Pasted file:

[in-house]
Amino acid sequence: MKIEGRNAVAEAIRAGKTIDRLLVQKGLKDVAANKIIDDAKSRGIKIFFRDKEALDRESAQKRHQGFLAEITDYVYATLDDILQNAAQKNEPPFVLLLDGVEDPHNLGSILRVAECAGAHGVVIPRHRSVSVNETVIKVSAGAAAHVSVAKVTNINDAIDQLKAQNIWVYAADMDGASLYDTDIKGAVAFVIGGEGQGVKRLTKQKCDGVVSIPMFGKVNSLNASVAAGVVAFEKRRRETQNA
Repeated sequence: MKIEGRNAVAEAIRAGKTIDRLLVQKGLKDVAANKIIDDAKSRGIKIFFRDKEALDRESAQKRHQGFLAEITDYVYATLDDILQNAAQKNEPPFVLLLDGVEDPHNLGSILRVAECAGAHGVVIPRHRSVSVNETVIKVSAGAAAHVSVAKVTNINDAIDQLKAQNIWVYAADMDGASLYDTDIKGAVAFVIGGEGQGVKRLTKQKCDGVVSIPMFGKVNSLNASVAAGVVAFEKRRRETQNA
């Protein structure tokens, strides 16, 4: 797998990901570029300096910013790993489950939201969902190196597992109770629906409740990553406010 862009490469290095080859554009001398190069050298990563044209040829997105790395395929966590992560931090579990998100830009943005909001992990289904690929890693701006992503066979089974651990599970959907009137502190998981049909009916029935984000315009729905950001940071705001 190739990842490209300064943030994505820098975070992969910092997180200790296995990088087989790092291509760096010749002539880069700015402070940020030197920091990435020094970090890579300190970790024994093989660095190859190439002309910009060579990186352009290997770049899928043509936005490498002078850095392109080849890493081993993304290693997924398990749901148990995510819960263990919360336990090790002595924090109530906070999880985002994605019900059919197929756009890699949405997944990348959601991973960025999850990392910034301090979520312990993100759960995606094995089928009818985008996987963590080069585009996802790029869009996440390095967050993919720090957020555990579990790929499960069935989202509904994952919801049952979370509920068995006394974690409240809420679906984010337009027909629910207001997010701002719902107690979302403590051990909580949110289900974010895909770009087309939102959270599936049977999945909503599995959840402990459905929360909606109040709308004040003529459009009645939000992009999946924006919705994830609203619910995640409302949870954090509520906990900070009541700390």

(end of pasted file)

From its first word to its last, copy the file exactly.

[in-house]
Amino acid sequence: MKIEGRNAVAEAIRAGKTIDRLLVQKGLKDVAANKIIDDAKSRGIKIFFRDKEALDRESAQKRHQGFLAEITDYVYATLDDILQNAAQKNEPPFVLLLDGVEDPHNLGSILRVAECAGAHGVVIPRHRSVSVNETVIKVSAGAAAHVSVAKVTNINDAIDQLKAQNIWVYAADMDGASLYDTDIKGAVAFVIGGEGQGVKRLTKQKCDGVVSIPMFGKVNSLNASVAAGVVAFEKRRRETQNA
Repeated sequence: MKIEGRNAVAEAIRAGKTIDRLLVQKGLKDVAANKIIDDAKSRGIKIFFRDKEALDRESAQKRHQGFLAEITDYVYATLDDILQNAAQKNEPPFVLLLDGVEDPHNLGSILRVAECAGAHGVVIPRHRSVSVNETVIKVSAGAAAHVSVAKVTNINDAIDQLKAQNIWVYAADMDGASLYDTDIKGAVAFVIGGEGQGVKRLTKQKCDGVVSIPMFGKVNSLNASVAAGVVAFEKRRRETQNA
């Protein structure tokens, strides 16, 4: 797998990901570029300096910013790993489950939201969902190196597992109770629906409740990553406010 862009490469290095080859554009001398190069050298990563044209040829997105790395395929966590992560931090579990998100830009943005909001992990289904690929890693701006992503066979089974651990599970959907009137502190998981049909009916029935984000315009729905950001940071705001 190739990842490209300064943030994505820098975070992969910092997180200790296995990088087989790092291509760096010749002539880069700015402070940020030197920091990435020094970090890579300190970790024994093989660095190859190439002309910009060579990186352009290997770049899928043509936005490498002078850095392109080849890493081993993304290693997924398990749901148990995510819960263990919360336990090790002595924090109530906070999880985002994605019900059919197929756009890699949405997944990348959601991973960025999850990392910034301090979520312990993100759960995606094995089928009818985008996987963590080069585009996802790029869009996440390095967050993919720090957020555990579990790929499960069935989202509904994952919801049952979370509920068995006394974690409240809420679906984010337009027909629910207001997010701002719902107690979302403590051990909580949110289900974010895909770009087309939102959270599936049977999945909503599995959840402990459905929360909606109040709308004040003529459009009645939000992009999946924006919705994830609203619910995640409302949870954090509520906990900070009541700390």